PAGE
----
The Skinny on Spinoff Funds
Your choices are few if you want to invest in spinoffs through a fund. The purest play is Guggenheim Spin-Off ETF (symbol CSD), an exchange-traded fund that tracks an index of about 40 companies disgorged within the past 30 months. Fund tracker Morningstar calls the ETF a mid-cap fund, but in truth it invests in companies of all sizes, with a tilt toward smaller firms (58% of assets at last report). Among its best-known holdings are Philip Morris International, Time Warner Cable and AOL.
The ETF has performed impressively since the end of the last bear market. It earned 65% in 2009 and nearly 4% in 2011, a rough year for stocks. But its five-year return—an annualized 0.5% through May 4—still suffers the effects of a disastrous 55% loss in 2008. The annual expense ratio is 0.65%—high for an ETF.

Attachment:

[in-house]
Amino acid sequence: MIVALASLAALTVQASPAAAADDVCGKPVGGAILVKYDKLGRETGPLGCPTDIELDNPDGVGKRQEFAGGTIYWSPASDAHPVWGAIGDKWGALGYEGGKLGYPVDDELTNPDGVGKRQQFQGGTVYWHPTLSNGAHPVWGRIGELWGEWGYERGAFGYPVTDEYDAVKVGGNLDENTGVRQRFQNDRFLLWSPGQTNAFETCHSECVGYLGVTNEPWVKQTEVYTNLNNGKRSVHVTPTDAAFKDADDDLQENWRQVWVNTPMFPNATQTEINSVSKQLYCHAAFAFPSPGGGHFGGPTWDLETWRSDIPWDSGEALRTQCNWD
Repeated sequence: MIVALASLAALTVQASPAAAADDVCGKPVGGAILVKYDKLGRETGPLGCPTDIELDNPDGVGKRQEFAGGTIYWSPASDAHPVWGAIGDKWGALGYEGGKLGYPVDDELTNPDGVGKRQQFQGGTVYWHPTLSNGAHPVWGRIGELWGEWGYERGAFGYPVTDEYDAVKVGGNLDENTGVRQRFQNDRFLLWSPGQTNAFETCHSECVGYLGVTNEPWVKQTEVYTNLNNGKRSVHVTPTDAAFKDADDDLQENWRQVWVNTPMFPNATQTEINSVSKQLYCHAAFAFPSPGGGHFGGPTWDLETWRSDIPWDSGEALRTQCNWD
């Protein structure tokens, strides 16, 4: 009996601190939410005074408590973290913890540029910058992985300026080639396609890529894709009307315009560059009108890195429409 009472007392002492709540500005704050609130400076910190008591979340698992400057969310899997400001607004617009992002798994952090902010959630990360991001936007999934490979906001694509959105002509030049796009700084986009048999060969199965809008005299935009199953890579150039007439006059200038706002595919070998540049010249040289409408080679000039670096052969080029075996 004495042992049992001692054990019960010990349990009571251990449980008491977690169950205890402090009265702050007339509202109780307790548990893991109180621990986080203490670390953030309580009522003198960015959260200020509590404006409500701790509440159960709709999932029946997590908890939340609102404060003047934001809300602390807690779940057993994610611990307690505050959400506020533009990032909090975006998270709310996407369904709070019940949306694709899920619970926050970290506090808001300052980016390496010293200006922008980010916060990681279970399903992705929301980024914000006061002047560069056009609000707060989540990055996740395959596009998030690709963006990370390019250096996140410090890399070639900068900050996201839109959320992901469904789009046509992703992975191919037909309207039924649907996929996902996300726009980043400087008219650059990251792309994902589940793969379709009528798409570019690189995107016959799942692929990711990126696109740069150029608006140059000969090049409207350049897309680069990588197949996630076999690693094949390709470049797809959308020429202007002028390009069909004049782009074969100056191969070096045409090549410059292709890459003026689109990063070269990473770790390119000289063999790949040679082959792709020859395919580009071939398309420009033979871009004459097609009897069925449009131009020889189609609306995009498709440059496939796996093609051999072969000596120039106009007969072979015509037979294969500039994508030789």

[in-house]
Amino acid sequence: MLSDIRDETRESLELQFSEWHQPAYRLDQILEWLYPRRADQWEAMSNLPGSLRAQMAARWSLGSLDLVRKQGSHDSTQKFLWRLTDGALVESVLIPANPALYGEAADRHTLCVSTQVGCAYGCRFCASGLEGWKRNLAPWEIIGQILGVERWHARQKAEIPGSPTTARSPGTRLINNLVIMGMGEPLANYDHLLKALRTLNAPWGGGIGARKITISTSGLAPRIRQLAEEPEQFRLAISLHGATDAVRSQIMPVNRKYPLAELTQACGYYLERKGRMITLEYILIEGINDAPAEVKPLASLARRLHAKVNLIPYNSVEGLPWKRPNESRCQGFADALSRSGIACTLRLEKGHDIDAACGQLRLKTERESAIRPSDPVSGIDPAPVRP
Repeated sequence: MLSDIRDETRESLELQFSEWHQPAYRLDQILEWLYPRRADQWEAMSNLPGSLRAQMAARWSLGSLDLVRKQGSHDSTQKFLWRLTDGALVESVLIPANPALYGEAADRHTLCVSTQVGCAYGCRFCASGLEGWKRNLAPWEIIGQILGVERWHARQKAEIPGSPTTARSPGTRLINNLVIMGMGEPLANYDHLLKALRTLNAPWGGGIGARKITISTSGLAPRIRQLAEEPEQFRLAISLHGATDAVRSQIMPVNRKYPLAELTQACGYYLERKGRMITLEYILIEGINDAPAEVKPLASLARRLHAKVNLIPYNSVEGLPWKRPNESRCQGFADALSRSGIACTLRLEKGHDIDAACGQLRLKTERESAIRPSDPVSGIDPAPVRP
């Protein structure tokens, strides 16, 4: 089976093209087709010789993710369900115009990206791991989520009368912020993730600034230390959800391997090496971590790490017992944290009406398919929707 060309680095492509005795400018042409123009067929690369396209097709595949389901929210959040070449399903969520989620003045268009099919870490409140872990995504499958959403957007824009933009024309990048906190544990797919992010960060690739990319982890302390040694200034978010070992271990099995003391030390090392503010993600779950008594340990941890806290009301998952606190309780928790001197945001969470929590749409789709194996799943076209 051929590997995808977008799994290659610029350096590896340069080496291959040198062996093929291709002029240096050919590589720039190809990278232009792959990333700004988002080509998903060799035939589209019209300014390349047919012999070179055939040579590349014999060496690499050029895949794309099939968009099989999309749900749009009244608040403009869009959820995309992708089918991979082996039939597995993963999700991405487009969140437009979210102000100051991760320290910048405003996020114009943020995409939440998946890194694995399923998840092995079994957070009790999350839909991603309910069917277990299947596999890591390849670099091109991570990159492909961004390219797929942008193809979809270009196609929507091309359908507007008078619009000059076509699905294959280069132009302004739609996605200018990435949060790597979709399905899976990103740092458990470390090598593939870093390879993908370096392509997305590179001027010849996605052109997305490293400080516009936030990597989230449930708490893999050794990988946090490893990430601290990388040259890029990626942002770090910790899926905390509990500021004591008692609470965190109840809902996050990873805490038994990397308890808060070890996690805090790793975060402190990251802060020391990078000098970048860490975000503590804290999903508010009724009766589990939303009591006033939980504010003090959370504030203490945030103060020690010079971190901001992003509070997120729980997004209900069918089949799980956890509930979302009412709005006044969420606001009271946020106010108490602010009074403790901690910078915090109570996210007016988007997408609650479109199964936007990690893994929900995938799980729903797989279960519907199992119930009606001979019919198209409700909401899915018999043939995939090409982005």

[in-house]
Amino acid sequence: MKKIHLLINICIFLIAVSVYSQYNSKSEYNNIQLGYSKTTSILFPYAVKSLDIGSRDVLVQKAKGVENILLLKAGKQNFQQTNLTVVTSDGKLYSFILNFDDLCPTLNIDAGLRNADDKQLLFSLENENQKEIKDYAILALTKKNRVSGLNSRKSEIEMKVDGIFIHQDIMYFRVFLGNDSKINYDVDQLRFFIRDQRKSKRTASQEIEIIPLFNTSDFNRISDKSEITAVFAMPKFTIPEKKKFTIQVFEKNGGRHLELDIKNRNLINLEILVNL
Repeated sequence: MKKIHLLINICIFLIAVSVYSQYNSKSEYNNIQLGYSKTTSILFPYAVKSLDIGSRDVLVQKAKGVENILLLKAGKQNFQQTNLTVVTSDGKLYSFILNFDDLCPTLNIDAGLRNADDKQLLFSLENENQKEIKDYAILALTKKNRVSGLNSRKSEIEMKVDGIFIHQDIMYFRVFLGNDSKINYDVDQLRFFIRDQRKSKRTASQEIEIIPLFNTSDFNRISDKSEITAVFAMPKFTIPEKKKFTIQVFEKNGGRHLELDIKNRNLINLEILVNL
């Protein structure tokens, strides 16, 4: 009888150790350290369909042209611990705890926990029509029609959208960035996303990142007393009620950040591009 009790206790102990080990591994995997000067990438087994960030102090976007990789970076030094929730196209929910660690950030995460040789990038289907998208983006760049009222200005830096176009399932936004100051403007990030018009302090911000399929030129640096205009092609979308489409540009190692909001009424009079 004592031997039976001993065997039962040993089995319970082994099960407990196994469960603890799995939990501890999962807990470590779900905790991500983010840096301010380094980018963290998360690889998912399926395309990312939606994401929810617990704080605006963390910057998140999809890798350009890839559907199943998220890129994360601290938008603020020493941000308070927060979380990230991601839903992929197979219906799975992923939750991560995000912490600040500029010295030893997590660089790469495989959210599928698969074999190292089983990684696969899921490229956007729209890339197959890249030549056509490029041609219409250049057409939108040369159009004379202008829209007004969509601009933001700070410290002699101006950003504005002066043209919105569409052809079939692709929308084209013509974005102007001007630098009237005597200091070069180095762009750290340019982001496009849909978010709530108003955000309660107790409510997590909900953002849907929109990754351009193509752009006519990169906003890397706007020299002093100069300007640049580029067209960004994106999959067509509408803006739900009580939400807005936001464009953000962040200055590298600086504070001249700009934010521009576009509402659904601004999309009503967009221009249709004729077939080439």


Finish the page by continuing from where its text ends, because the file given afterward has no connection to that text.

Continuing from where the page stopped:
Keeley Asset Management runs several mutual funds that specialize in “companies in transition,” including those restructuring through asset sales and spinoffs. Keeley All Cap Value Fund A (KACVX)—which invests, as its name suggests, in companies of all sizes—holds shares of Kraft, Covidien, Williams Cos. (which just spun off WPX Energy) and Pfizer, which is weighing a plan to divest its animal-health unit.
As is the case with the Guggenheim ETF, the Keeley fund’s five-year record, an annualized loss of 0.9%, has been dragged down by a big loss (49%) in 2008. That trails Standard & Poor’s 500-stock index by an average of 1.2 percentage points per year.
The Keeley fund’s biggest shortcoming is that it charges a 4.5% front-end commission. If you can buy the fund without paying the load, or if you qualify for the no-load, institutional class (KACIX), it’s a reasonable choice. If you can’t avoid the load, take a pass.